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Linking Northern and Central NJ, Bronx, Manhattan, Westchester and CT

Make This Year a Hebrew Year

We have written about the importance of Hebrew literacy in day schools, and why Hebrew immersion should begin as early as possible (Jewish Link, February 12, 2015). Hebrew in America was an innovative program starting in Pre-K that was successfully implemented in many of our community’s day schools for several years. It was supported by grants from the federation, The Memorial Foundation for Jewish Culture, The AviChai Foundation, and the Covenant Foundation. It included a Hebrew-language summer day camp and intensive training for teachers. And there were different modules for non-native speakers. When the grants expired, however, the schools did not pick up the program, to the despair of the teachers. Children entering first grade at that time were fluent in Hebrew. Kindergarteners were helping their older siblings with their homework.

The program was pioneered by my colleague Shoshana Glatzer, and together we helped develop the Halav UDvash Hebrew language series. The program continued under the talented guidance of Dr. Drora Arussi until funding ran out, and she has been refining it ever since. MOFET International (The Jewish Portal of Teacher Education) will be presenting an online webinar to the global Jewish education community with Dr. Drora Arussi on a key part of the original Hebrew in America program Ivrit B’tnuah: Physically Internalizing a Second Language, on Wednesday, October 07, 2015, 10:00pm-11:30pm—Israel time. The free webinar in Ivrit will deal with the “Ivrit B’tnuah” technique and the principles of studying Hebrew by means of video clips that demonstrate the process interactively.

(http://mofetinternational.macam.ac.il/jtec/Pages/JTECWebinars/jtec-webinar-07-10-2015.aspx)

“Ivrit B’tnuah” is a language-teaching technique based on the research of Dr. James Asher—Total Physical Response (TPR), whereby children internalize and learn language by responding physically to verbs. In the same way as toddlers are taught to respond to basic commands such as “come,” “bring,” “stand,” “jump,” or “eat,” so “Ivrit B’tnuah” engages the student and encourages active learning.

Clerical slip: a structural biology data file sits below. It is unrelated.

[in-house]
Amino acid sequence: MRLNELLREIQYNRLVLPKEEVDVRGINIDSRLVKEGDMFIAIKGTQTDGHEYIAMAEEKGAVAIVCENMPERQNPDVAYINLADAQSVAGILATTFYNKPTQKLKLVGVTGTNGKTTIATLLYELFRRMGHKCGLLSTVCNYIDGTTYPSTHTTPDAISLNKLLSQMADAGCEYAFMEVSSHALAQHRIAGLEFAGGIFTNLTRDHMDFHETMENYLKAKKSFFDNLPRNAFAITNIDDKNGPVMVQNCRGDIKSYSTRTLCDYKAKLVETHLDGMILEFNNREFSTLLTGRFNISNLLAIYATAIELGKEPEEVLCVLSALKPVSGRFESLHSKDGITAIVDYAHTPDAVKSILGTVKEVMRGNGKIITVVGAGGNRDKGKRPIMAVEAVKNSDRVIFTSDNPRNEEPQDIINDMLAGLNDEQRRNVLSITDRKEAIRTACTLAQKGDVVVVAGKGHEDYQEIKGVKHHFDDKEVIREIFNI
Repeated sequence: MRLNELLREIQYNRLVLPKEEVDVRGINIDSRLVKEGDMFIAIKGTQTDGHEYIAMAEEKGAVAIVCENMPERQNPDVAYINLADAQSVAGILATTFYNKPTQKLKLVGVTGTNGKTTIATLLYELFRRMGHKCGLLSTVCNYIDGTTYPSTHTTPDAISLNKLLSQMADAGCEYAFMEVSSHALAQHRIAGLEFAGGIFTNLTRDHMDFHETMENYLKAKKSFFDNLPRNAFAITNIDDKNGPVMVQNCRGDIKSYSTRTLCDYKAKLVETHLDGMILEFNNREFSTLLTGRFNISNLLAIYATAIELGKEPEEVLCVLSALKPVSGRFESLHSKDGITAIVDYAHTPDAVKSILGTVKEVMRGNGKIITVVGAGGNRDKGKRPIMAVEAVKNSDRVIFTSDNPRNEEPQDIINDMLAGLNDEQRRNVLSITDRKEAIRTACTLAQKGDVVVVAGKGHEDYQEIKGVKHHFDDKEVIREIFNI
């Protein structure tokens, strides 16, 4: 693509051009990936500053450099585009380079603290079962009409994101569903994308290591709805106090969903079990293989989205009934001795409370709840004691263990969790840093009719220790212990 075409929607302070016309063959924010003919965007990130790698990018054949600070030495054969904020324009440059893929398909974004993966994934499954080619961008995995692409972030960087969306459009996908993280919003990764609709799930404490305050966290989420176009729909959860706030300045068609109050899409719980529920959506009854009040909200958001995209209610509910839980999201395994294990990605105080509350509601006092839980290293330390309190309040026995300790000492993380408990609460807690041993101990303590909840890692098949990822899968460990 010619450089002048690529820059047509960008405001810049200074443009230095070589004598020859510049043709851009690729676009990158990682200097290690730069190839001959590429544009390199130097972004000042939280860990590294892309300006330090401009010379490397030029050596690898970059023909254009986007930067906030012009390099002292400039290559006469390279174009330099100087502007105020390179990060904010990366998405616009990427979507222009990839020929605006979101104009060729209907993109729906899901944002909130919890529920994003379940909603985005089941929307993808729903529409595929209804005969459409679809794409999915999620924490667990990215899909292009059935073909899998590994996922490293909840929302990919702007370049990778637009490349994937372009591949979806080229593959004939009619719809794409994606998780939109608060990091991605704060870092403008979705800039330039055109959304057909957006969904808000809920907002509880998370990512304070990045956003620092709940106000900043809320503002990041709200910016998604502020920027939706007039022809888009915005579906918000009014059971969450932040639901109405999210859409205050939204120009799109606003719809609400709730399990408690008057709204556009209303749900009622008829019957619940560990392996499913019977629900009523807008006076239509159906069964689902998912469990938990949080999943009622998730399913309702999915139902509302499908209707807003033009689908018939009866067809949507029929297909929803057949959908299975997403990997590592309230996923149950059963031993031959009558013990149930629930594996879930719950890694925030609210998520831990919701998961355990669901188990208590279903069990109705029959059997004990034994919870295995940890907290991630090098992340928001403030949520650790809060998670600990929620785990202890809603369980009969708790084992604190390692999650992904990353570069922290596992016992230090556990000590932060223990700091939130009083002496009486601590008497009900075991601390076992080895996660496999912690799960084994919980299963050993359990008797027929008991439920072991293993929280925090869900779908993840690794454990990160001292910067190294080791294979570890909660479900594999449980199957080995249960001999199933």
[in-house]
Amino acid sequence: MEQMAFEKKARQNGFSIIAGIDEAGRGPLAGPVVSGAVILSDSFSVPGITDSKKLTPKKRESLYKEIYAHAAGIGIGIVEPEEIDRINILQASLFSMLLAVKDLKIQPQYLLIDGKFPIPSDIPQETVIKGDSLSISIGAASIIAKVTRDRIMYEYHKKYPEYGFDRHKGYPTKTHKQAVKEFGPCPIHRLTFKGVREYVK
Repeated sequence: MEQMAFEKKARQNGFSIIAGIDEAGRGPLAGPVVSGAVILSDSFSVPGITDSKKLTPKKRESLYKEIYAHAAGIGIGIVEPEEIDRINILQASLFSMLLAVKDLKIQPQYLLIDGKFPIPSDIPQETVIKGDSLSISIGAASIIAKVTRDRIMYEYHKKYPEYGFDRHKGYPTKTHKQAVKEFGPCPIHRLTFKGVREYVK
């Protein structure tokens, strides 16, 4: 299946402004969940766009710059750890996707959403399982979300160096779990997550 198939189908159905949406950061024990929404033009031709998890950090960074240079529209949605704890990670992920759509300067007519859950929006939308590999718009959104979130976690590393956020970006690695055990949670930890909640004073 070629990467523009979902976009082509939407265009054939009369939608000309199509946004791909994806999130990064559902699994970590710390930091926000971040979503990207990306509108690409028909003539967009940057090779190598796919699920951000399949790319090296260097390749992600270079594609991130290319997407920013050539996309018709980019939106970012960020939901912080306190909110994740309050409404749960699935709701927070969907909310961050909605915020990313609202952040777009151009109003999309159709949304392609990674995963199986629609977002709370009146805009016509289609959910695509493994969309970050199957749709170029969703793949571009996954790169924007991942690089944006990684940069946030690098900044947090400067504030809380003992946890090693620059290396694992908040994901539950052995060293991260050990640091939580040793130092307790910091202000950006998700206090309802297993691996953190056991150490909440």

Students develop reactive language before expressive language emerges. Second-language students of all ages experience Total Physical Response actively and respond to the spoken language. As a result, the students’ willingness to express themselves in the new language stems from comprehension rather than from meaningless rote learning. This means that the study of Hebrew commences with the infinitive of the verb so as to ensure ease of comprehension and speedy internalization.

Teachers should tune in individually, in groups, or as a school. This program works and there is no reason why it should not be introduced so that Hebrew language instruction can continue through the grades. Put simply, the level of Hebrew knowledge of our day school graduates is embarrassing. If schools can invest in technology and STEM programs, surely they can invest in our own literary and linguistic heritage.

Dr. Drora Arussi holds a BA in theater, an MA in the study of Judaism, and a PhD in educational management. She teaches Hebrew and has been writing syllabi for the study of Hebrew, Bible and worldwide Judaism for over 25 years. She coordinated Hebrew in America when she worked at federation’s Jewish Educational Services department.

The goal is the elevation of the Hebrew language as a core value in our Jewish educational institutions. The sooner that children become proficient in Hebrew, the easier it becomes for them to access the literary legacy of the Jewish people. Hebrew will become a portal to Jewish culture instead of a mere tool to study religious and devotional texts, or a vehicle to order a meal in an Israeli restaurant. We are in the business of creating educated Jews. The Hebrew language in all its variants from the Bible to the present—not just street Hebrew, is an essential tool for reading much of what Jewish culture has produced.

A very important feature of the community-wide effort to teach Hebrew was (and could still be) the creation of a Professional Learning Community. Workshops brought together teachers from all backgrounds and experience to learn from and share with each other. It might even catch on so that teachers from other disciplines could form their own PLC.

If principals want it to happen, it will happen. If it’s not important enough to be official school policy, then caring teachers can make it happen. Herzl’s motto “If you will it, it is no dream” was stated by our rabbis much earlier: “Nothing gets in the way of resolve.”

Soncino, ArtScroll, and the web have made everything available in translation. However, every translation is also an interpretation. It’s always second best. We owe it to our children not to have them be tourists in their own culture.

Rabbi Dr. Wallace Greene has had a distinguished career as a Jewish educator. He was a college professor, day school principal and director of two central agencies for Jewish education, including our own community’s Jewish Educational Services for over a decade. He is the founder of the Sinai School, and is currently a consultant to schools, and serves as Executive Secretary of The Alisa Flatow Memorial Scholarship Fund. He can be reached at [email protected].

By Wallace Greene

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